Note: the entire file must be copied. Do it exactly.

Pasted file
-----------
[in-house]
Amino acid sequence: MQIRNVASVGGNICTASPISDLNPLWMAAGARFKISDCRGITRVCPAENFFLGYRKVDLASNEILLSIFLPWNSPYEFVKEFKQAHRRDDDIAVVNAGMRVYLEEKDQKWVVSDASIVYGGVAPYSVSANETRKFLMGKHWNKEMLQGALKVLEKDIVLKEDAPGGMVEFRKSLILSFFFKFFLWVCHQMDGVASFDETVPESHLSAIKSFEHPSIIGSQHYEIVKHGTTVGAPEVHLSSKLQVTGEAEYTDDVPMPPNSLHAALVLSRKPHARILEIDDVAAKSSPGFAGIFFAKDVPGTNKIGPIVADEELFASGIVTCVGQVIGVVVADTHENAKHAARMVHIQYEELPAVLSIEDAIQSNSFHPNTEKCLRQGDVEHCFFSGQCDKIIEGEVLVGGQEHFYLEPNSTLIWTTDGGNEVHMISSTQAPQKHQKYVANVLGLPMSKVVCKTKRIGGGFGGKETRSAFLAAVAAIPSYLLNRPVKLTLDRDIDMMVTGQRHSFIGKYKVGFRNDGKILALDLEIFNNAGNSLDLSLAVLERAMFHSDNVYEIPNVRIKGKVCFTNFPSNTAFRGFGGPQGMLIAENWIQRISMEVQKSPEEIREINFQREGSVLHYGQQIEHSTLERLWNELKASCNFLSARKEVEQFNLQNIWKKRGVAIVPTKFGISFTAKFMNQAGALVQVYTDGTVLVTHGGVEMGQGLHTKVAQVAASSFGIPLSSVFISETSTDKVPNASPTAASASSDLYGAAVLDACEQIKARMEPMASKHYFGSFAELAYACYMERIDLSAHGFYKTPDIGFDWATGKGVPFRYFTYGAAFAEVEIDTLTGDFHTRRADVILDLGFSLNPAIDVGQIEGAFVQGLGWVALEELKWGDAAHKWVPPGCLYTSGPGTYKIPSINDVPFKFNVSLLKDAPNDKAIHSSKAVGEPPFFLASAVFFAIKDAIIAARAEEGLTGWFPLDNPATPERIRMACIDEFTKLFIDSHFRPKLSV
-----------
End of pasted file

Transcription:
[in-house]
Amino acid sequence: MQIRNVASVGGNICTASPISDLNPLWMAAGARFKISDCRGITRVCPAENFFLGYRKVDLASNEILLSIFLPWNSPYEFVKEFKQAHRRDDDIAVVNAGMRVYLEEKDQKWVVSDASIVYGGVAPYSVSANETRKFLMGKHWNKEMLQGALKVLEKDIVLKEDAPGGMVEFRKSLILSFFFKFFLWVCHQMDGVASFDETVPESHLSAIKSFEHPSIIGSQHYEIVKHGTTVGAPEVHLSSKLQVTGEAEYTDDVPMPPNSLHAALVLSRKPHARILEIDDVAAKSSPGFAGIFFAKDVPGTNKIGPIVADEELFASGIVTCVGQVIGVVVADTHENAKHAARMVHIQYEELPAVLSIEDAIQSNSFHPNTEKCLRQGDVEHCFFSGQCDKIIEGEVLVGGQEHFYLEPNSTLIWTTDGGNEVHMISSTQAPQKHQKYVANVLGLPMSKVVCKTKRIGGGFGGKETRSAFLAAVAAIPSYLLNRPVKLTLDRDIDMMVTGQRHSFIGKYKVGFRNDGKILALDLEIFNNAGNSLDLSLAVLERAMFHSDNVYEIPNVRIKGKVCFTNFPSNTAFRGFGGPQGMLIAENWIQRISMEVQKSPEEIREINFQREGSVLHYGQQIEHSTLERLWNELKASCNFLSARKEVEQFNLQNIWKKRGVAIVPTKFGISFTAKFMNQAGALVQVYTDGTVLVTHGGVEMGQGLHTKVAQVAASSFGIPLSSVFISETSTDKVPNASPTAASASSDLYGAAVLDACEQIKARMEPMASKHYFGSFAELAYACYMERIDLSAHGFYKTPDIGFDWATGKGVPFRYFTYGAAFAEVEIDTLTGDFHTRRADVILDLGFSLNPAIDVGQIEGAFVQGLGWVALEELKWGDAAHKWVPPGCLYTSGPGTYKIPSINDVPFKFNVSLLKDAPNDKAIHSSKAVGEPPFFLASAVFFAIKDAIIAARAEEGLTGWFPLDNPATPERIRMACIDEFTKLFIDSHFRPKLSV